BIO 499: RESEARCH PROJECT (6 Units)
A student will be expected to carry out a field/detailed research investigation under supervision of a staff in any special area of Biology, write up a project report and be examined for his/her knowledge of the work before a panel of internal examiners in an oral examination.
BIO 404: BIOTECHNOLOGY (3 Units)
History and evolution of the new technology, Different areas of biotechnology including genetic engineering, cell culture, biomass production and technology, enzymes technology, immobilized cell and enzymes, biofuels, Microbial insecticides and nitrogen fixation. Potential application of biotechnology in the developing countries in the area of agriculture, health and energy. Social and economic implication of biotechnology..
BOT 422: POPULATION ECOLOGY (3 Units)
Demographic characteristics of natural populations and techniques of estimating the growth and regulation of population. Population
BOT 424: PLANT GROWTH AND DEVELOPMENT (2 units)
The role of growth regulators (auxins, gibberellins, cytokines, ethylene, and abscisic acid) in plant growth and development phenomena, such as abscission, apical dominance, tropisms and dormancy, solar radiation and plant development. Physiology of flowering..
BOT 426: PLANT ANATOMY II (3 Units)
The structure and properties of the cell wall. Structure of wood and wood identification. Anatomy of plant growing in different and ecological areas. Anomalous secondary growth in plants. Plant micro- techniques.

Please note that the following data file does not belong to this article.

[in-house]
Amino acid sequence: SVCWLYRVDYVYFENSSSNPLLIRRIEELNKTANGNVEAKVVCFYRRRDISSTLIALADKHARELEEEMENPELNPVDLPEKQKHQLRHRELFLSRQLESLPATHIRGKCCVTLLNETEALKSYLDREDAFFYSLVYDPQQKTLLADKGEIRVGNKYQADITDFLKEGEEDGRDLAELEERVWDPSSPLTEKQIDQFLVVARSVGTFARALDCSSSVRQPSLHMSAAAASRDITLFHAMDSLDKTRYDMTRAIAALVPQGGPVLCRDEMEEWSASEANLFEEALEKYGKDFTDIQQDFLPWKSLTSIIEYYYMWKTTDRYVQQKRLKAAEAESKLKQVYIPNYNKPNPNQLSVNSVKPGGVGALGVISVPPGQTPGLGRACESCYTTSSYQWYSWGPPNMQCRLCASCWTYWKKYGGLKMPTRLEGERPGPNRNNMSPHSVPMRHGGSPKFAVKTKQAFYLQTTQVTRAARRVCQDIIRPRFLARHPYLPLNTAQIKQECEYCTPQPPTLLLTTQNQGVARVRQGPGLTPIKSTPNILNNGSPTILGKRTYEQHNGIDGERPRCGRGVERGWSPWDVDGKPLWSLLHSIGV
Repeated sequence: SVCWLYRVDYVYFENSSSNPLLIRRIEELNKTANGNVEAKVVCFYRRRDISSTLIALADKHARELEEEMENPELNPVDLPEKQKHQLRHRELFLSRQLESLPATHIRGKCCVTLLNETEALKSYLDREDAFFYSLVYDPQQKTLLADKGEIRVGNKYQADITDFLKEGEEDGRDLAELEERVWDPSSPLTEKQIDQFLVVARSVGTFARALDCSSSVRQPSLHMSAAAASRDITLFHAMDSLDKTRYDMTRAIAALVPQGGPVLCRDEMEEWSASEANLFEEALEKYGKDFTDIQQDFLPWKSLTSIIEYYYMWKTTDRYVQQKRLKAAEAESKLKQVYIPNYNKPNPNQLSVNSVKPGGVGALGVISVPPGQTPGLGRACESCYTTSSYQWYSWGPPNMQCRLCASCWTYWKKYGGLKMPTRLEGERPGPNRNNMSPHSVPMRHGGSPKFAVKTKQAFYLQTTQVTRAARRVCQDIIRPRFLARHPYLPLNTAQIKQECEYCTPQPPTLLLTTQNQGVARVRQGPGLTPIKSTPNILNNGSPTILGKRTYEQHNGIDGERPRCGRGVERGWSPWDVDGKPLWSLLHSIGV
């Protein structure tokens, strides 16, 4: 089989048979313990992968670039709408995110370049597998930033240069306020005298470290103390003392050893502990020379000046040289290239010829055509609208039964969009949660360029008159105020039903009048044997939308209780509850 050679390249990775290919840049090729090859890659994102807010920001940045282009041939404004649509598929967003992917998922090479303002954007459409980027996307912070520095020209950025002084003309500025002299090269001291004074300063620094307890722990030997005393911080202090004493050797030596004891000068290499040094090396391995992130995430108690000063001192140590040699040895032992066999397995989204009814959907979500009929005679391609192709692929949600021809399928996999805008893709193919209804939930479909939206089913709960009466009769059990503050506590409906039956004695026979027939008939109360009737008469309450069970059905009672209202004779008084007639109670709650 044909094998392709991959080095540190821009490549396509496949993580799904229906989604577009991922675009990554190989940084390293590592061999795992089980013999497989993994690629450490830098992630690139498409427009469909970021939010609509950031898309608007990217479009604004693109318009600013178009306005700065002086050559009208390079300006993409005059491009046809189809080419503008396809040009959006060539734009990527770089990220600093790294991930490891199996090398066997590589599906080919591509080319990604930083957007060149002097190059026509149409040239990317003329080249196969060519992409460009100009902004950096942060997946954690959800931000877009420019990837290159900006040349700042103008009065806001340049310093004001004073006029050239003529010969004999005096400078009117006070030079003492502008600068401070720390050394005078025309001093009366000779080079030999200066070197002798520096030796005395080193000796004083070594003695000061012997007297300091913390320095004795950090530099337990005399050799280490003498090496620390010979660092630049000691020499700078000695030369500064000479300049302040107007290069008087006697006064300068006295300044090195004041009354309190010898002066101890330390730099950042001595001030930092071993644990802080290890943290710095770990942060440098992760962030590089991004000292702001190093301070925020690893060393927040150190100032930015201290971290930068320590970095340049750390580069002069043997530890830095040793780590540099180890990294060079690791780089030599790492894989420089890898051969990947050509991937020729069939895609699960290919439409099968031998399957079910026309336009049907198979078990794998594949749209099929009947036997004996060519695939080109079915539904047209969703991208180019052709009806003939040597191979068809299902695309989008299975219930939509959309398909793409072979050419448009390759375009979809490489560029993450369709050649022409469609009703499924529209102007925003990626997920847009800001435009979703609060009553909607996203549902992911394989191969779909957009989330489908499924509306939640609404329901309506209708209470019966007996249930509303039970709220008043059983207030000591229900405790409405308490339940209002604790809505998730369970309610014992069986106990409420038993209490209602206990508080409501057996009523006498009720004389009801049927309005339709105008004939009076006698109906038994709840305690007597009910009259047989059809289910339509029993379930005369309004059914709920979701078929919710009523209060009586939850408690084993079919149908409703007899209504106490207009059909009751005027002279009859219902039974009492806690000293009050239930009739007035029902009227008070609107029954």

BOT 428: GENETICS OF WEED AND PESTS (3 Units)
The evolutionary and economic implications of weeds as the vegetation of the future. Anthropogenic factors in the evolution of weeds. Weeds-crop ecosystem and co-evolution, weeds as alternative hosts of crop pests. Modes of weed evolution with examples in plant families. Prospects for genetic control of weeds. Pattern of adaptation and genetic variation in insects. The problem of heritable resistance to insecticides. Genetic control pests.
ZOO 466: APPLIED ENTOMOLOGY (3 Units)
History of Entomology; Paleontology, life cycles and problems/habits. Attack and defense by insects, Economic importance and chemical and biological control of insects. Collection and preservation of insects.
ZOO 466: COMPARATIVE ANIMAL PHYSIOLOGY (3 Units)
A comparative study of animals functions – nutrition and digestion respiration, blood and circulation, excretion and osmoregulation in aquatic and terrestrial animals. The nervous and endocrine systems, Bioluminescence. Chromatophorus and colour change. Homeostasis.
ZOO 468: PARASITOLOGY II (3 Units)
Taxonomical, epidemiological and life cycle studies of protozoa and helminths of medical and veterinary importance. Emphasis will be given to parasites of the West Africa region. Energy, metabolism, protein and lipid synthesis: hatching and molting processes, arrested development and self-cure phenomena. Cultural/artificial membrane-feeding preservation and staining techniques. Habitat partition, physiological nature of different body habitants. Host-parasite relationships. A mention of vectors in order to allow for the identification of principal groups involved in the transmission of parasitic diseases.